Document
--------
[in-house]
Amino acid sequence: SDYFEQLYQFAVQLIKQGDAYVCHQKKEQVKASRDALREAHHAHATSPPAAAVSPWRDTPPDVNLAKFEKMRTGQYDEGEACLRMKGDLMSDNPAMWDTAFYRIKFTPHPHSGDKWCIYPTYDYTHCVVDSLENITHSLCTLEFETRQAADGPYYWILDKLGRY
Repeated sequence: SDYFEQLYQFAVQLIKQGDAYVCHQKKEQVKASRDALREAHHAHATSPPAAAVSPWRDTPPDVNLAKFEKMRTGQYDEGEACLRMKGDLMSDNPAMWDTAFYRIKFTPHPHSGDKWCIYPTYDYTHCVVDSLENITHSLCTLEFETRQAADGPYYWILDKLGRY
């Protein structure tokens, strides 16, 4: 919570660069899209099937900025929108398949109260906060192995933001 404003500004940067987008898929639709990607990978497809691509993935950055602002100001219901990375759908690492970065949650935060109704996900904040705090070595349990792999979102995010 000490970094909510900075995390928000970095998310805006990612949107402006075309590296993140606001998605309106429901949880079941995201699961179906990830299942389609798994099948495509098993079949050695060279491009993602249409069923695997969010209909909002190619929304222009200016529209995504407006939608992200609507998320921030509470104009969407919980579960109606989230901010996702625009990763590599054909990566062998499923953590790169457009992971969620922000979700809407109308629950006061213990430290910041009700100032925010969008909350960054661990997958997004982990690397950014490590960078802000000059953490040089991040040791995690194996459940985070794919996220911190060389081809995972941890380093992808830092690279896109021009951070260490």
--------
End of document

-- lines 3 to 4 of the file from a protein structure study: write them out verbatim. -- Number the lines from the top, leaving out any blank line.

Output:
Repeated sequence: SDYFEQLYQFAVQLIKQGDAYVCHQKKEQVKASRDALREAHHAHATSPPAAAVSPWRDTPPDVNLAKFEKMRTGQYDEGEACLRMKGDLMSDNPAMWDTAFYRIKFTPHPHSGDKWCIYPTYDYTHCVVDSLENITHSLCTLEFETRQAADGPYYWILDKLGRY
């Protein structure tokens, strides 16, 4: 919570660069899209099937900025929108398949109260906060192995933001 404003500004940067987008898929639709990607990978497809691509993935950055602002100001219901990375759908690492970065949650935060109704996900904040705090070595349990792999979102995010 000490970094909510900075995390928000970095998310805006990612949107402006075309590296993140606001998605309106429901949880079941995201699961179906990830299942389609798994099948495509098993079949050695060279491009993602249409069923695997969010209909909002190619929304222009200016529209995504407006939608992200609507998320921030509470104009969407919980579960109606989230901010996702625009990763590599054909990566062998499923953590790169457009992971969620922000979700809407109308629950006061213990430290910041009700100032925010969008909350960054661990997958997004982990690397950014490590960078802000000059953490040089991040040791995690194996459940985070794919996220911190060389081809995972941890380093992808830092690279896109021009951070260490």